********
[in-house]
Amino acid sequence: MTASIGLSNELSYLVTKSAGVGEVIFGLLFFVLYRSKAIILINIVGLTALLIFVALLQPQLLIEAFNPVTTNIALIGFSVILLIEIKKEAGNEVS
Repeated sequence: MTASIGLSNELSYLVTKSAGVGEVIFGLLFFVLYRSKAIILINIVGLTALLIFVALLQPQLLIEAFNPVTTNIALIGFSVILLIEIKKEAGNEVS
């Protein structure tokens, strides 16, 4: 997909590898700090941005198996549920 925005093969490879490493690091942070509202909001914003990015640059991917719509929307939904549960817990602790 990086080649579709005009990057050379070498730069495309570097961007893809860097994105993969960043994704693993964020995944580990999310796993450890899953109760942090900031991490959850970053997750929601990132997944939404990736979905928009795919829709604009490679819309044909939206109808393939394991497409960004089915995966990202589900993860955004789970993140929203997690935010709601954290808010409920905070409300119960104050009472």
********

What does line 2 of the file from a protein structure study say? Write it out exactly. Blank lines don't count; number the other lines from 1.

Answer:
Amino acid sequence: MTASIGLSNELSYLVTKSAGVGEVIFGLLFFVLYRSKAIILINIVGLTALLIFVALLQPQLLIEAFNPVTTNIALIGFSVILLIEIKKEAGNEVS